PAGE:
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IAST vs DAST: Key Differences

IAST vs DAST: Key Differences

Table of Contents

In today’s digital world, web applications have become integral to how organizations operate and provide services. However, with heavy reliance on software comes great security risks. According to Verizon’s 2019 Data Breach Investigations Report, over 60% of security incidents target web applications. To protect these critical assets, organizations need to thoroughly test applications for vulnerabilities throughout the development lifecycle. Two of the leading methods for identifying security flaws in web apps are Interactive Application Security Testing (IAST) and Dynamic Application Security Testing (DAST). But how exactly do these techniques work and what are the key differences? This comprehensive guide examines IAST and DAST, including:

  • How each technology functions 
  • The advantages and limitations
  • When to use one vs the other
  • How to get the best results by combining both

By understanding these two versatile security testing approaches, organizations can create an application security program that finds more issues with greater efficiency.

How IAST Works

IAST takes a white-box approach to testing by instrumenting an application’s codebase to monitor behavior and data flow at runtime. This provides unique insight compared to external analysis alone.

IAST Instruments Application Code

The first step of IAST is integrating sensors into the application code. These sensors act as agents, tracking and reporting on what happens during execution. This instrumentation can occur at various stages:

  • Source Code – Agents are added directly to source code before compilation.
  • Byte Code – Agents are inserted into bytecode after compilation, such as Java .class files.
  • Runtime Agents – Sensors are dynamically injected into a running application instance.

IAST tools provide a variety of integrations to make agent insertion seamless, such as plugins for IDEs like Visual Studio and Eclipse. For compiled languages like C++ and .NET, APIs are available to inject sensors during the build process. Runtime agents use mechanisms like JavaScript injection or bytecode manipulation to instrument apps without source access.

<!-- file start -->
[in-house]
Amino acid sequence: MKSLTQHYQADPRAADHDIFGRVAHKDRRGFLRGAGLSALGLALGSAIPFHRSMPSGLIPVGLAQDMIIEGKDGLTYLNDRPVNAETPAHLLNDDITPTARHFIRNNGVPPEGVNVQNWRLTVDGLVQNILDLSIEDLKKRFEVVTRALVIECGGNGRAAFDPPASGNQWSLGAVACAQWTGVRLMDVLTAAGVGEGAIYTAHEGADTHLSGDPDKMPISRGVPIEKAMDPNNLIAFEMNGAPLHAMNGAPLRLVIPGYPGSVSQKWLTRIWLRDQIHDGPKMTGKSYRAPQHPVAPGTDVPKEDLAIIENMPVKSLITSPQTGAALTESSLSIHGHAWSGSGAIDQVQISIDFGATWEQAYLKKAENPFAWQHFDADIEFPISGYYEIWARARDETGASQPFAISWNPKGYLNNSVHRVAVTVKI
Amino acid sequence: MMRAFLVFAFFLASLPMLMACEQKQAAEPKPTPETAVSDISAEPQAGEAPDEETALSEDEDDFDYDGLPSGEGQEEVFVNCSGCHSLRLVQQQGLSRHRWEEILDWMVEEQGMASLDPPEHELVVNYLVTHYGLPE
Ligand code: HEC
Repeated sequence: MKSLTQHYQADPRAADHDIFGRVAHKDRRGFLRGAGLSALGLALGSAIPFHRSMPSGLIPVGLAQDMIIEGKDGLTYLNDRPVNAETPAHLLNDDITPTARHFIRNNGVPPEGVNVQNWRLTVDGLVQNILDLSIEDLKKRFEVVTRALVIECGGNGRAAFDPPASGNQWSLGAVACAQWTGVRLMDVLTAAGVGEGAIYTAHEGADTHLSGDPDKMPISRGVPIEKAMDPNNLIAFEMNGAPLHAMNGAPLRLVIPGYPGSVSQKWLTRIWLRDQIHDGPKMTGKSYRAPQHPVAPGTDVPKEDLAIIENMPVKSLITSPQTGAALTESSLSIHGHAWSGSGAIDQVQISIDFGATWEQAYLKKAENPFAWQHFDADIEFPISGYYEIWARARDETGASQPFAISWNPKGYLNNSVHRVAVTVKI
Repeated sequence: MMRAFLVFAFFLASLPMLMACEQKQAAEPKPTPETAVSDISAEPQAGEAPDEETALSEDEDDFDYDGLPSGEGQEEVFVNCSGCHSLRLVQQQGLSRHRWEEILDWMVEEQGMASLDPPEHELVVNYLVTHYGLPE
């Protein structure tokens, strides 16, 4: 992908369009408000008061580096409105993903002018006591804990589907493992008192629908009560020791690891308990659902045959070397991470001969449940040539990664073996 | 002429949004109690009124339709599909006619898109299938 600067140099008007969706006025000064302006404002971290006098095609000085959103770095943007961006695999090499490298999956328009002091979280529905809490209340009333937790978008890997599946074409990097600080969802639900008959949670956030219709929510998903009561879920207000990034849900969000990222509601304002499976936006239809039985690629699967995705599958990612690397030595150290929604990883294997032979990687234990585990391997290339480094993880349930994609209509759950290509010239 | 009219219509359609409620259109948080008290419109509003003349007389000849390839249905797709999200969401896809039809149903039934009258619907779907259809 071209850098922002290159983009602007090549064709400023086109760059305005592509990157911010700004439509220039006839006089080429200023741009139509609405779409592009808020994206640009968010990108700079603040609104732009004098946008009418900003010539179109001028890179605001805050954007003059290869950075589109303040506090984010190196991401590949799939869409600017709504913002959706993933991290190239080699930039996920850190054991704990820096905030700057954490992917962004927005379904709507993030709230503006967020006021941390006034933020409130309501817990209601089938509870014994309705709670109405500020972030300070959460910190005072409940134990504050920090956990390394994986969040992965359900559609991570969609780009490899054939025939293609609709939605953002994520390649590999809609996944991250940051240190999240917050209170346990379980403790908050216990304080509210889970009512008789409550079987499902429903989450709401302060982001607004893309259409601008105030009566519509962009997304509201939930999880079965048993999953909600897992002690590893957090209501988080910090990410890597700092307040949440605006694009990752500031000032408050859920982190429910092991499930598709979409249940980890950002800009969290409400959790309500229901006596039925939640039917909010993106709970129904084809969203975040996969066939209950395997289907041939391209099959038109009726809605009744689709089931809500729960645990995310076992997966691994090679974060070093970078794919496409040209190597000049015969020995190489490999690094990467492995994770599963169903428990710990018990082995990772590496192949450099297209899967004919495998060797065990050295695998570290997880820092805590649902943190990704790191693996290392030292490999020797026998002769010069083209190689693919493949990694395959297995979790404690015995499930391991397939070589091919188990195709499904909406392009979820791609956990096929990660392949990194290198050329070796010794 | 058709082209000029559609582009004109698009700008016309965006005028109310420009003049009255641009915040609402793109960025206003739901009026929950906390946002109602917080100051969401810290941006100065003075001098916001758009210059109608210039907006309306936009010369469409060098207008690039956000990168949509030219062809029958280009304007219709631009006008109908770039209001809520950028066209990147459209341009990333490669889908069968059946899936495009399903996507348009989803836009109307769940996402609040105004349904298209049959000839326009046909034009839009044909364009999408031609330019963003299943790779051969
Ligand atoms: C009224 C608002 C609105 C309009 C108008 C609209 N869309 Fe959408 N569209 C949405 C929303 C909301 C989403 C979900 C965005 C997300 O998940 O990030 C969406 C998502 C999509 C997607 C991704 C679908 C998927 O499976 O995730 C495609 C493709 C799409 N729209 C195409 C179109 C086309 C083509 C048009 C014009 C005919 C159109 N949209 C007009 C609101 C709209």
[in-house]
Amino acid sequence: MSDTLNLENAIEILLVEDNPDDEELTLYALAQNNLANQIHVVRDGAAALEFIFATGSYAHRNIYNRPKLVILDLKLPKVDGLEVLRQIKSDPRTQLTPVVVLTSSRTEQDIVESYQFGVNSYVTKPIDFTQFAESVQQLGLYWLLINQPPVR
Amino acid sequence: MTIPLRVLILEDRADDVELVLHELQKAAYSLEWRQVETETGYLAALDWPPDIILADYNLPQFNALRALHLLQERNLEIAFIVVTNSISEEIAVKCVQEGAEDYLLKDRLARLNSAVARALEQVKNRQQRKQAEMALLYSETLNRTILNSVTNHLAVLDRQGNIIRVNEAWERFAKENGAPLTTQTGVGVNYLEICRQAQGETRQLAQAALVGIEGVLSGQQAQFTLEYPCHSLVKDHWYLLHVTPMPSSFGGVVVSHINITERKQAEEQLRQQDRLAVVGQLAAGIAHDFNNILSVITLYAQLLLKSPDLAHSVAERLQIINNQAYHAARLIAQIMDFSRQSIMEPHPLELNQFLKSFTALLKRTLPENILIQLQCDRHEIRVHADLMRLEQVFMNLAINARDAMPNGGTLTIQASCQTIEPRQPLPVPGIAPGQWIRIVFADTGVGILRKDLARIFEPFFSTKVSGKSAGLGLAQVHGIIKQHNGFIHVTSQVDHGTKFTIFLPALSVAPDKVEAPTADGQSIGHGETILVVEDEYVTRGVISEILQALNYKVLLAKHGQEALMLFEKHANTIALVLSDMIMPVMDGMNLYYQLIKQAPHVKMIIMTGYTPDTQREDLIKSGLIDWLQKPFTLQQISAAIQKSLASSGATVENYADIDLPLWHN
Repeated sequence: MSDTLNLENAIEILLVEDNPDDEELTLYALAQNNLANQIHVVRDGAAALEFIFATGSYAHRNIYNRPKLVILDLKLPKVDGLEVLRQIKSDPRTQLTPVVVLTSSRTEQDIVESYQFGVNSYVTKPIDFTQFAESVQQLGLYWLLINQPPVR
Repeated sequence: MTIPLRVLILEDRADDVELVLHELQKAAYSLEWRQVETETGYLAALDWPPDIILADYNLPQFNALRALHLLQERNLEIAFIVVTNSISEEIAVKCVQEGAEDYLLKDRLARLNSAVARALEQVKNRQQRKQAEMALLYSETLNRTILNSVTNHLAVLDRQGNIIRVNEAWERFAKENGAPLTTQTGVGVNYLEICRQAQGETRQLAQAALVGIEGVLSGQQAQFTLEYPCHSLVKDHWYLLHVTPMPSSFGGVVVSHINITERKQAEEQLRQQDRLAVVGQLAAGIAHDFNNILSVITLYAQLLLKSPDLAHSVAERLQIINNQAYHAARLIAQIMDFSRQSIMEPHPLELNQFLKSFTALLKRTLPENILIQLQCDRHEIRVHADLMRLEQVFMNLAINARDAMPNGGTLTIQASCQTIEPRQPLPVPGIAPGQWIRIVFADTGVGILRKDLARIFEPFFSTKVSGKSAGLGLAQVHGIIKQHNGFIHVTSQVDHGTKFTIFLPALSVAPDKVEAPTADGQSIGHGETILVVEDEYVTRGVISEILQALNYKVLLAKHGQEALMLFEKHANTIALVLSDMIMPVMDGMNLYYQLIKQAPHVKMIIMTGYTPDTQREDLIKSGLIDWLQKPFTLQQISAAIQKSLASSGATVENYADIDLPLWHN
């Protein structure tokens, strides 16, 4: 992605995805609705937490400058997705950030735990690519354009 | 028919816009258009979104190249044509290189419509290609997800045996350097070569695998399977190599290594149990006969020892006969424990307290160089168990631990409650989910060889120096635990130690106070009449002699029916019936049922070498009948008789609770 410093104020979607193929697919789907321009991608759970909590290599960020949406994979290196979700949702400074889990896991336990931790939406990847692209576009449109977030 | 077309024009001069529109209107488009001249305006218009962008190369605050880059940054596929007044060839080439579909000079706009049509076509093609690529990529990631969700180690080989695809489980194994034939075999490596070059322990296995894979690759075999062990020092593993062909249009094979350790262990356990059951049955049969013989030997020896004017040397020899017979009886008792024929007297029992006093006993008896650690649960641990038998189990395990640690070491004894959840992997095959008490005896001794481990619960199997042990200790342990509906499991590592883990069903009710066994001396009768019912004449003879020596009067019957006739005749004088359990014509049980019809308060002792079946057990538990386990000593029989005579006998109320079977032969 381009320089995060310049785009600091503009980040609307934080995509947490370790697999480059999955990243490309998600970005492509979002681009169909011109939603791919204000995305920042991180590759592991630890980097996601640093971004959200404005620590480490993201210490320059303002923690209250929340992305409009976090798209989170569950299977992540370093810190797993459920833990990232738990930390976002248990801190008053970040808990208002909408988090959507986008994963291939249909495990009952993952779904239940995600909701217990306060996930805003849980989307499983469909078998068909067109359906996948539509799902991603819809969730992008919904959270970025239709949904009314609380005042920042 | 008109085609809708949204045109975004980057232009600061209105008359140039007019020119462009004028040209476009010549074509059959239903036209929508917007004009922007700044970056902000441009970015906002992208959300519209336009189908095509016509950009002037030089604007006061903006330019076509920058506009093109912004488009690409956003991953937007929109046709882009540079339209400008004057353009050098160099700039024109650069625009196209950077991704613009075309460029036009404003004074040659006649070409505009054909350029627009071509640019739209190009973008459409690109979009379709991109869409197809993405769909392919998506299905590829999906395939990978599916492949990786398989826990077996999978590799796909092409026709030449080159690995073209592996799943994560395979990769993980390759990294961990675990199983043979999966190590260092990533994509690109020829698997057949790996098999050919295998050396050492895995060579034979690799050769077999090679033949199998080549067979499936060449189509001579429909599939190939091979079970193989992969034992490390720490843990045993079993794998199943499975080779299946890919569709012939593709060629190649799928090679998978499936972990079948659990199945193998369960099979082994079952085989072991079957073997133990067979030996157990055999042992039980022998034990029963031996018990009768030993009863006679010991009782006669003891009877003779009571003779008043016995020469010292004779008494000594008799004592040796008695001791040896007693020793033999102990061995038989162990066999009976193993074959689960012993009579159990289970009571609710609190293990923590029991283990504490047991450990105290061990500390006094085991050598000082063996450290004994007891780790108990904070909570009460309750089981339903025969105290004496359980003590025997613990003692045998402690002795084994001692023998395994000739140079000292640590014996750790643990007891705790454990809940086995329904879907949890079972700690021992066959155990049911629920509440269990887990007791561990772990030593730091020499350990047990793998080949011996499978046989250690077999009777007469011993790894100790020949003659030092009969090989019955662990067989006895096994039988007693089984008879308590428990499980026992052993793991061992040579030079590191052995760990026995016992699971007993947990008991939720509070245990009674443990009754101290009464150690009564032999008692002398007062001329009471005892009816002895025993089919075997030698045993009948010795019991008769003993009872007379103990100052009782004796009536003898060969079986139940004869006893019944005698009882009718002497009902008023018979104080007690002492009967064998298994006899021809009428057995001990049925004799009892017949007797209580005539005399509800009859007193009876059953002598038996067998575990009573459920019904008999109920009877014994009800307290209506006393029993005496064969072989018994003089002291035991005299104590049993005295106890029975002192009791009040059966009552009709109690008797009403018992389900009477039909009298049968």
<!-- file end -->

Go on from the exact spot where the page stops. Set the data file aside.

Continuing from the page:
IAST Analyzes App Behavior in Real Time

Once instrumented, the IAST agents monitor the application as it runs, tracking:

  •  Execution flow through functions and libraries
  •  Input data values 
  • Output data leaving the app
  • Backend connections
  • Memory contents
  • Stack traces

This real-time data allows IAST to identify the root cause of potential vulnerabilities by observing the conditions that would allow an attack to occur. IAST can confirm if an issue is exploitable, eliminating many false positives. The sensors also provide the exact location in code so developers can quickly remediate.

How DAST Works

Unlike IAST, Dynamic Application Security Testing takes a black box approach focused exclusively on externally visible behavior. DAST works by bombarding a running application with malicious payloads and observing the response.

DAST Simulates Attacks Against Running App

To start, DAST tools crawl the target application to discover all available endpoints – URLs, forms, APIs, etc. This mapping process builds an ‘attack surface’ for later testing.

With the site mapped, DAST then launches thousands of automated attacks, typically grouped into categories like:

  • Injection Attacks insert unexpected inputs into forms and URLs to test for SQLi, XSS, OS command injection.
  • Authentication Attacks attempt to bypass login forms, brute force passwords, steal session cookies. 
  • Configuration Attacks test security headers, CORS policies, SSL settings.
  • Business Logic Attacks abuse application workflows, skip steps, access restricted data.